Many Swifties have long hoped for Taylor to release the extended version of "All Too Well," the heartbreaking fifth track on Red, which already clocks in at over five minutes. Taylor Swift has said that she had to pare down the original song for the original album. So we know there were additional verses that never made it onto the studio recording. We've heard the abridged version and it's a masterpiece. We're ready to hear the unabridged version, if she's ready to share it. And what better time to include that version than when Red's re-recording is done?
Will The Featured Artists Return For The New Recordings?
On more than one occasion, Taylor Swift has collaborated with other artists for a track on her album. On Red, she had Gary Lightbody singing with her for "The Last Time" and Ed Sheeran for "Everything Has Changed." Colbie Caillat sang with her on Fearless' "Breathe." Will these artists be returning to sing the re-recorded songs with her? If not, will Taylor bring someone else in for the track, or else change the song to a solo act?
What Will The Album Covers Look Like?
Shamrock Holdings doesn't just own the masters for Taylor Swift's early albums. According to Swift, they also own the rights to the album art and videos, which means we should presumably expect new album covers for each of them when they're released. Will Taylor make any major changes to the look of her albums? This is one more exciting thing to anticipate.
Fans of Taylor Swift's songwriting know that she has a thing for colors, and the original album art for each of her albums has its own unique color scheme, with the exception of maybe Folklore and Reputation, both of which went with monochrome cover art (though their color schemes seem more apparent in the merch and videos). So she may choose to honor the original color schemes, but will she use an updated photo for each of the new covers? Or will we see a photo that depicts her at the age she was when the original released? We'll have to wait and see what these new albums look like when they're released.
Will We Get New Music Videos?
As mentioned, per Taylor Swift's recent statement, Shamrock now owns the rights to all of the videos from her first six albums. Does Taylor have any plans to make new music videos to go with some of her hits? It's impossible to imagine a new version of "Shake it Off," "Blank Space," "You Belong With Me" and others. And it's entirely possible that Swift has no plans to do new music videos for her older songs, but it's worth noting that, since Reputation's "Delicate," she's been directing or co-directing a lot of her music videos. With that in mind, it's easy to wonder if she has some new ideas brewing for music videos, either for songs that have already had a music video, or maybe some of the songs that didn't previously.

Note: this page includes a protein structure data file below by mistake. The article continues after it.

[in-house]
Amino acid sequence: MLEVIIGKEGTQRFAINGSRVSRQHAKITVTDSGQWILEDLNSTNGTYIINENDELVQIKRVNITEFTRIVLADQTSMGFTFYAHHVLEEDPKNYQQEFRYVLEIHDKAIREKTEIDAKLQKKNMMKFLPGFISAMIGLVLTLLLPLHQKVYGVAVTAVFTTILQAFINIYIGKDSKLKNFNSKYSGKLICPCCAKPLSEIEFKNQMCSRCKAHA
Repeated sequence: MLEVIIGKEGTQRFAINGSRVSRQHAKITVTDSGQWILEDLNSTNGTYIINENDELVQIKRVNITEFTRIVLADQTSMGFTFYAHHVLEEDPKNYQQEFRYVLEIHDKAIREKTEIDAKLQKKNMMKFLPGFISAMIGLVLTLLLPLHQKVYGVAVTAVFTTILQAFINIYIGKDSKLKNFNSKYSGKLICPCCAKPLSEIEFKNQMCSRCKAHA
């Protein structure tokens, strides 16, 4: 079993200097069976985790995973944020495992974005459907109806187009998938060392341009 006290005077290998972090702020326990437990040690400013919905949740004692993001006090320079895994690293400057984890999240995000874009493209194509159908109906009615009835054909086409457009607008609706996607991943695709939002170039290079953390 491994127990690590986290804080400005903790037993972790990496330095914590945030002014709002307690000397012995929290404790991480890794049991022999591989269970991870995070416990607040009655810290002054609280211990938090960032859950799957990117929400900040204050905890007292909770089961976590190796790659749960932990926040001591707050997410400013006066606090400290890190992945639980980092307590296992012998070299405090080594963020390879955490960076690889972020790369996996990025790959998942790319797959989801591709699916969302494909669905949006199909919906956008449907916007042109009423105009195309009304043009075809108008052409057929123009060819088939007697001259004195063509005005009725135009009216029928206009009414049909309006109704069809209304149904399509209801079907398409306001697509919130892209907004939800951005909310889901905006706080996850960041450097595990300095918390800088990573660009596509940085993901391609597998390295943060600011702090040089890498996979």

Will This Lead To A Tour?
Remember concerts? In light of the ongoing COVID-19 pandemic, it's hard to say when it'll be safe for us to return to the stadiums to see our favorite mega-artists perform live, but should that happen in the next year or two, will Taylor turn these re-recordings into a theme for a new tour?
Technically, Taylor Swift already has two albums that have yet to receive the tour treatment. She was set to do do LoverFest this year -- in Boston and Los Angeles, as well as venues overseas -- but that event has been postponed indefinitely. And who knows what her plans are for Folklore, if/when live music events are a thing again. But is she considering doing something else, either separately or in place of those albums, to celebrate the new recordings of her past works? At this point, I'm sure I'm not alone in not being particular, but the thought of a musical event that celebrates eight albums worth of Taylor Swift's songs sounds kind of amazing.
These are the biggest questions I have about the re-recordings of Taylor Swift's early catalog of albums. Whatever the answers are, it's exciting just to know that she's working on them now.
I'm also curious to see if these new albums will lead to new merch for each of them, but that's a question my wallet doesn't really want to think about right now.